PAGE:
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What’s with declining auto sales?

Mitchell Hartman Sep 1, 2021
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In this aerial photo from a drone, brand new Subaru cars sit in an Auto Warehouse Co. storage lot on April 30, 2020 in Richmond, California. Justin Sullivan/Getty Images

What’s with declining auto sales?

Mitchell Hartman Sep 1, 2021
Heard on:
In this aerial photo from a drone, brand new Subaru cars sit in an Auto Warehouse Co. storage lot on April 30, 2020 in Richmond, California. Justin Sullivan/Getty Images
HTML EMBED:
COPY

Here’s one part of the economy that’s gotten steadily worse over recent months, even as much of the rest of the economy’s been improving: motor vehicle sales. Monthly sales totals (on an annualized basis), peaked back in April, and have been falling ever since. Another dip is expected when figures for August are released this week.

What gives?

Many consumers have cash in the bank, and they’re ready to spend it on a new vehicle. Especially, said Garrett Nelson at CFRA, if it’s big enough to take the family on the road.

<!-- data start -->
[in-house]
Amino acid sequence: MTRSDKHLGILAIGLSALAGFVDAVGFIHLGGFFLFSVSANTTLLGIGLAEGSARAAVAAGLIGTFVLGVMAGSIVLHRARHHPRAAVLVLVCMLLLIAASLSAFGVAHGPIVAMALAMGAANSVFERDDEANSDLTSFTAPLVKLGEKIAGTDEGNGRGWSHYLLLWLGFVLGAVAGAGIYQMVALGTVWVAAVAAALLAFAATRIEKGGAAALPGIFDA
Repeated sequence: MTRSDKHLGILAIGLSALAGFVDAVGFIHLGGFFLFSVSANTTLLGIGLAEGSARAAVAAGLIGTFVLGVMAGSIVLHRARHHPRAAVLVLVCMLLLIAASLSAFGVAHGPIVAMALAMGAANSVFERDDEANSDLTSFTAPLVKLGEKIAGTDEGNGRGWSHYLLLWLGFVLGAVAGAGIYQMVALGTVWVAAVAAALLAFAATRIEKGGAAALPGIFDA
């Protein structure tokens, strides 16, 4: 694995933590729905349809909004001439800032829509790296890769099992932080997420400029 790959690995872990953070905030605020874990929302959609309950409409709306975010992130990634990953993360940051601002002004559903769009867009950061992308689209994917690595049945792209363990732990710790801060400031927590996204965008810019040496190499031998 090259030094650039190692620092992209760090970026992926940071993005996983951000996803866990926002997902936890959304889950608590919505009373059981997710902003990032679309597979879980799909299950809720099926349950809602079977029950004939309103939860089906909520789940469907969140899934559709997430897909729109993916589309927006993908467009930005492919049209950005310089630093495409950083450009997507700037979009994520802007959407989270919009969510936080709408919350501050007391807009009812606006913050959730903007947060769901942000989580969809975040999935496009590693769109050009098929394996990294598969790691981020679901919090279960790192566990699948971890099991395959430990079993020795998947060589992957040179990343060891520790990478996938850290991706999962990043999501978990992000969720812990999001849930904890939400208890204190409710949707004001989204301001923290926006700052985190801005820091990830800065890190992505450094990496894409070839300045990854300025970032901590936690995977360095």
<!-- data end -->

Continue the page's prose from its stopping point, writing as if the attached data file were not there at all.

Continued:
“COVID has boosted demand for trucks and SUVs. You know, a lot of it really depends on the delta variant. If we see a pullback in airline travel, I think you’re going to see even stronger demand for trucks and SUVs,” he said.

But the pandemic has disrupted the global supply of computer chips that go into modern vehicles, said David Whiston at Morningstar. And that’s slowed production. 

“That’s what’s been so tragic in 2021 for the auto industry is that demand is excellent. There’s just not enough inventory to meet that demand, it’s not even close right now,” he said.

The shortage of models on dealer lots has driven up prices and wait times.

He said, if you don’t want to wait for new wheels to come off the assembly line, shopping “pre-owned” is an option.

But there’s no guarantee you’ll find what you’re looking for and used-vehicle prices have shot up, too. 

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